Feb-21-03  drukenknight: Hmm, yes I like concrete lines too. I didnt really have time to read your previous analysis I only had time to try to think out one move in advance.

maybe he blew it on the 40th move. PUtting the R back over on the k side does not seem to help much if at all. What if 40 Ra4+?

I am not willing to conceded that Be6 wins, but it might. I cant finish this tonight but I will get to it.

Feb-22-03  corbinamman: I think 32 Qb2 is strange. White needs to keep the pressure focused on the pinned bishop with 32 Qe3. IMO his opportunities in this game have to o with the king being uncastled and poorly defended.
Feb-22-03  drukenknight: Yes, hmmmm. 32 Bb2 might make more sense. If he wants to start making big moves with the Q then maybe 32 Qa7 (or even b6) Just exchanging queens on the back row would favor white, no?

Yeah Okay I agree you on that, Corbi. But gee he couldnt have lost the game that far back, could he? There must be a blunder made after that.

You know I am not convinced the R for B sack is a forced loss, but it looks so depressing to play as white I am loathe to try to work that one out.

In the later stages of the game I thought white was going to push those K side pawns forward, at least get them working together up there. The thing is the K will have to move forward, before he gets too much more exposed, but that doesnt seem that big a problem.

I thought playing e.g f4 at some stage in the second half would be the way to start to move the pawns.

Looking back on the game, look at 28 h6, a simple spite toss at the Queen. POsitionally it turned out bad for white as the Q moves to a little better spot and the pawn becomes lost. I like pawns on the 6th rank too but both sides h pawns cannot do anything at the moment.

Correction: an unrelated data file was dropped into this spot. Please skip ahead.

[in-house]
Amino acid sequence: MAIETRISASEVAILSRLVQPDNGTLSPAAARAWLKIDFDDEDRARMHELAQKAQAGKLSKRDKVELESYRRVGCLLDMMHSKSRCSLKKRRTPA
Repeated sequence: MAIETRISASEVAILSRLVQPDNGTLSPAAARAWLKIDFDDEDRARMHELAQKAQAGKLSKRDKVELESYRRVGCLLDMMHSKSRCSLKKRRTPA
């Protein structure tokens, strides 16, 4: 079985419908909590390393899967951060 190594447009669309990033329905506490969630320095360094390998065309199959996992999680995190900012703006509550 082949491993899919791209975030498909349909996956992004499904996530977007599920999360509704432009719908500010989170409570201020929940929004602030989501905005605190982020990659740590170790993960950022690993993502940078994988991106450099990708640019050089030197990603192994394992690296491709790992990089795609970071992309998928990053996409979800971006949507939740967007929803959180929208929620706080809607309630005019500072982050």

What if 28 Nf4? this puts immediate pressure on both the N protecting b6 as well as the B on the e file.

Also 34 Bd2 puts more pressure on the N, blocks the d file from the Q and then maybe get the a pawn rolling.

Feb-23-03  corbinamman: Problem with 32 Bb2 is Rxh6. Problem with the R for B sack is that it also doubles the pawns on the f file and strands them from the hapless king still stuck on the h file. This of course makes them much easier to scoop up. 28 Nf4 makes no sense to me. It gives away a piece without getting the passed c pawn out of the deal as Tal did in the game.
Feb-23-03  corbinamman: drukenknight: this game runs almost exactly like the other we've been studying...but they play it out a little more. check it out.
Feb-23-03  drukenknight: Corbi: on 28 Nf4 Nxf4 29 Rxb6 and now blacks K is exposed to the Q/R, his K is trapped in the open w/ no protection on the right flankl. there should be a mating attack in there. I assume you want to take with the N from your post.

on 32 Bb2 okay, but then white trades B for N and then tries to exchange queens on b6. HE has passed pawn and better connected pawns.